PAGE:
The livestock export industry has come up with a standardised way to collect animal welfare data on its ships – a first for any livestock industry in Australia – and will use it to meet new reporting requirements.
The latest version of the Australian Standards for the Export of Livestock (ASEL 3.0), which came into effect on 1 November 2020, includes the need for shipboard stock handlers to record significantly more observations than previously regarding the welfare of the animals.
A working group was set up earlier this year to formalise the way data was collected, to ensure it was meaningful and could be compared later across different voyages. It included animal welfare experts, veterinary epidemiologists, statistical experts, industry participants and those with practical knowledge of the on-board environment.
Rather than concentrating on what needed to be measured, the group used the recommendations guiding the development of the new standards and focussed on the how. This involved specifying the timing of animal welfare indicator measurements, the scoring systems to be used, providing basic instructions and, where possible, supplementing these instructions with photographs and videos.
Some of the work has already been reflected in the new ASEL 3.0 scoring systems. Other parts have been put into action through LIVEXCollect, a data collection system developed by LiveCorp which has become the approved reporting tool for ASEL 3.0. It uses programmed Excel spreadsheets with advanced functionality to standardise the data recorded, including automatic calculations and drop-downs using different scoring systems.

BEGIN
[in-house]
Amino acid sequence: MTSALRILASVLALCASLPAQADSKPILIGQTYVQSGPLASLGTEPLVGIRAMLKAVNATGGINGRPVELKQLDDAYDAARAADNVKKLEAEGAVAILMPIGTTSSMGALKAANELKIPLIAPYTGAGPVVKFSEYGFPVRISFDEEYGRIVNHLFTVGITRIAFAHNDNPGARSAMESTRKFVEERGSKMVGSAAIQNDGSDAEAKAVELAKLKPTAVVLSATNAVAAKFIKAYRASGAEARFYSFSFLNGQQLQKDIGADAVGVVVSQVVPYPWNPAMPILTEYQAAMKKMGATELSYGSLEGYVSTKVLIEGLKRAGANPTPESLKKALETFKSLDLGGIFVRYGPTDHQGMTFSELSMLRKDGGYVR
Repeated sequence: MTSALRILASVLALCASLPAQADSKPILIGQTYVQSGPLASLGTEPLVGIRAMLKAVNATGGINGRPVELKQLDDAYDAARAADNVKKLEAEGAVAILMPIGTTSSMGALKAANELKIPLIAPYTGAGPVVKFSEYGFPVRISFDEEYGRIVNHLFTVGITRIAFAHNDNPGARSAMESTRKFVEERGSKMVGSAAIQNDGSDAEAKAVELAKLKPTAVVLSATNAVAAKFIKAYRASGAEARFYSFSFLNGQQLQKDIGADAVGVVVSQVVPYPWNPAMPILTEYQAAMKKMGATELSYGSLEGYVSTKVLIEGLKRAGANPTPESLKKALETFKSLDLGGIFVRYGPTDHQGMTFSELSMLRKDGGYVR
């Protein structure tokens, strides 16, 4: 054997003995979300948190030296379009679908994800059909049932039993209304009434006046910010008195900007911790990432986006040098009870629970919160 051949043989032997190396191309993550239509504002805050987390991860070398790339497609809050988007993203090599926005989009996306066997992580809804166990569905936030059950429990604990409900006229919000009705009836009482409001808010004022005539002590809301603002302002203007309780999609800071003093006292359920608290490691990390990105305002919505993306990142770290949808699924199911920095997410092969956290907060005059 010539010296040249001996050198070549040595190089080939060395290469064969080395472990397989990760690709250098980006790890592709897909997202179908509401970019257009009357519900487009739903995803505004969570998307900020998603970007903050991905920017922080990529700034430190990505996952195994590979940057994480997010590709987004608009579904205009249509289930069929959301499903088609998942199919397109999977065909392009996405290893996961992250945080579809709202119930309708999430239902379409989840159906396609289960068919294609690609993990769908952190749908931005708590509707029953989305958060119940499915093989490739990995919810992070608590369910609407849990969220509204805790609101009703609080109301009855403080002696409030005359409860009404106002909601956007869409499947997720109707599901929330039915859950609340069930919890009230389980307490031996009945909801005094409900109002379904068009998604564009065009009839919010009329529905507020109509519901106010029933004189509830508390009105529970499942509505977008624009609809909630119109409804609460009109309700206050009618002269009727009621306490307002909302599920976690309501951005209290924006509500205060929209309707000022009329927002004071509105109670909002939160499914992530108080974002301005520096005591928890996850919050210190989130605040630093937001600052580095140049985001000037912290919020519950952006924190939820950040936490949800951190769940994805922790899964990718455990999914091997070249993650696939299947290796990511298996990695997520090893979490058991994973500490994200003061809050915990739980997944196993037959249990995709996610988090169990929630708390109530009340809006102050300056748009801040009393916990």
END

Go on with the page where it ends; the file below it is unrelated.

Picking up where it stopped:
A final report is due before the end of the year, once the findings can be updated to reflect the last-minute changes to ASEL 3.0 reporting requirements. Work will also be done on ways to automate collection where possible, to strengthen the quality and independence of the data.
The livestock export industry, its regulator and the community all agree on the need for the collection of meaningful indicators of animal welfare. However, the only way to extract maximum value from that information is to ensure the quality of the data, and the working group’s recommendations will help to make that happen.